Drink-driving offences plummet in first quarter following introduction of stricter limit

Drink-driving offences in Scotland have plummeted after a change in the law last year which means drivers can be over the limit after only one pint of beer or glass of wine.

Official figures indicate that offences have declined by 17 per cent in the first quarter following the inception of the stricter limit last December.

In the first three months of this year, the number of drivers found to have exceeded the limit dropped to 997 as compared with 1,209 in the same period last year.

Road-safety campaigners called on England and Wales to follow Scotland’s example, citing the numbers as proof motorists have changed their drinking habits in line with the new law.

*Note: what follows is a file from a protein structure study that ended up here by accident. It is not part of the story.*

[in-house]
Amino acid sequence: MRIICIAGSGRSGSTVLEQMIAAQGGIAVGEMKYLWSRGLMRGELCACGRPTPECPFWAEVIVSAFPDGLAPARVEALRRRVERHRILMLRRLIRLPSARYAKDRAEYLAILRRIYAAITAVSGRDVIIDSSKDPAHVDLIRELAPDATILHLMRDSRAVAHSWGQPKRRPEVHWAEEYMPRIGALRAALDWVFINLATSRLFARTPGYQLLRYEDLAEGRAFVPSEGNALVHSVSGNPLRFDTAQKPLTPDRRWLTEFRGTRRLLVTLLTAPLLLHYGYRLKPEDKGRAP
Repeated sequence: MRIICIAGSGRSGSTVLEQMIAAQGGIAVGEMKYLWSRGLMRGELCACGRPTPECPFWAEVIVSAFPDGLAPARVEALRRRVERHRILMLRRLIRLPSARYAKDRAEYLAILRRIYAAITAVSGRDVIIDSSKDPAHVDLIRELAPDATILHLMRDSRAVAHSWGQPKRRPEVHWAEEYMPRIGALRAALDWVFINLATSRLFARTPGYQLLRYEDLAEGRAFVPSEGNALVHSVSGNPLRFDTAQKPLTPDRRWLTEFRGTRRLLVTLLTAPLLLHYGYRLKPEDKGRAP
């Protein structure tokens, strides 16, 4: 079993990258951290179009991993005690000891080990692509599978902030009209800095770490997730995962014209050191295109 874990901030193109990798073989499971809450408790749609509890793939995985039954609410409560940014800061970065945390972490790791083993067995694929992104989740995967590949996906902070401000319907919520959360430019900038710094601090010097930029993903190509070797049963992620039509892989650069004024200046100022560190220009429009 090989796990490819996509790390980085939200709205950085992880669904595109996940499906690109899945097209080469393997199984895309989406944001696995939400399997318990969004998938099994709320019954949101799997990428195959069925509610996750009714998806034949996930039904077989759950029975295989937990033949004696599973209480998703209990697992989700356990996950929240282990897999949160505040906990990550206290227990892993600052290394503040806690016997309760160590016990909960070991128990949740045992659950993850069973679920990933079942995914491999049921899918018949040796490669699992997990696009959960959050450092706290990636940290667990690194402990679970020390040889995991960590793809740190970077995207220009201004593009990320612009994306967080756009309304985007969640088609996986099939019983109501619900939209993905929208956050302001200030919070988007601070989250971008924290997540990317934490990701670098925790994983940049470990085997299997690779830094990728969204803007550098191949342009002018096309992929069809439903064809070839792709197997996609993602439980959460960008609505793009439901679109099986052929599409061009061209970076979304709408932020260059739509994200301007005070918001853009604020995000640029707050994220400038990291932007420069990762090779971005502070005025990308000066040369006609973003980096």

The police have warned they will breath-test a driver every two minutes over the summer as part of their yearly crackdown on drink-drivers.

Chief superintendent Iain Murray, head of road policing, said: “Police stop more than 20,000 Scottish drivers a month. That’s one vehicle every two minutes.

“Even if you’re just over the limit, you’re still a drink-driver in the eyes of the law – there is no grey area.

“This may affect your current and future employment, and can have wider implications for other areas of your life including overseas travel, even just for family holidays.

“If you drink and drive, you won’t just spoil summer.”

The new limit has hit the pub trade hard with licensed premises saying in March that their sales had fallen by 10 per cent since December.

A survey of over 400 establishments undertaken by the industry said millions of pounds had been lost in alcohol sales as people stay in their homes or have soft drinks instead of alcohol.

Safety campaigners, however, have welcomed the news.

Dave Nichols, spokesman for road safety charity Brake said: “These figures show the UK government needs to take action and bring England and Wales into line with the lower limit in Scotland.”

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